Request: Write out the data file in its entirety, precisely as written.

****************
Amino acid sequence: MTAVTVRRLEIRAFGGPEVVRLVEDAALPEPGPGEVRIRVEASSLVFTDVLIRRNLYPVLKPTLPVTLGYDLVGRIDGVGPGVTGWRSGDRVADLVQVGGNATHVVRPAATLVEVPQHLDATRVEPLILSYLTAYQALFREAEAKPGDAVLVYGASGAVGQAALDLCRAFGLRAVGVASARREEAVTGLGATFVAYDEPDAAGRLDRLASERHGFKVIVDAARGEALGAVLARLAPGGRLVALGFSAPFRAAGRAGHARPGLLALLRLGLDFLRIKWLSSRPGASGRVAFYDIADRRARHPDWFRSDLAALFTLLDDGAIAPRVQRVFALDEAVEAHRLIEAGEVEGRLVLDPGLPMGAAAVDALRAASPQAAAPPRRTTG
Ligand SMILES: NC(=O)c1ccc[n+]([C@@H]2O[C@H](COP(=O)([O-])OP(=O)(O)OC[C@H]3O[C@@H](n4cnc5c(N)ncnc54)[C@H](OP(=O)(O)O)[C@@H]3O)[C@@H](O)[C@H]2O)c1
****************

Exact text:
Amino acid sequence: MTAVTVRRLEIRAFGGPEVVRLVEDAALPEPGPGEVRIRVEASSLVFTDVLIRRNLYPVLKPTLPVTLGYDLVGRIDGVGPGVTGWRSGDRVADLVQVGGNATHVVRPAATLVEVPQHLDATRVEPLILSYLTAYQALFREAEAKPGDAVLVYGASGAVGQAALDLCRAFGLRAVGVASARREEAVTGLGATFVAYDEPDAAGRLDRLASERHGFKVIVDAARGEALGAVLARLAPGGRLVALGFSAPFRAAGRAGHARPGLLALLRLGLDFLRIKWLSSRPGASGRVAFYDIADRRARHPDWFRSDLAALFTLLDDGAIAPRVQRVFALDEAVEAHRLIEAGEVEGRLVLDPGLPMGAAAVDALRAASPQAAAPPRRTTG
Ligand SMILES: NC(=O)c1ccc[n+]([C@@H]2O[C@H](COP(=O)([O-])OP(=O)(O)OC[C@H]3O[C@@H](n4cnc5c(N)ncnc54)[C@H](OP(=O)(O)O)[C@@H]3O)[C@@H](O)[C@H]2O)c1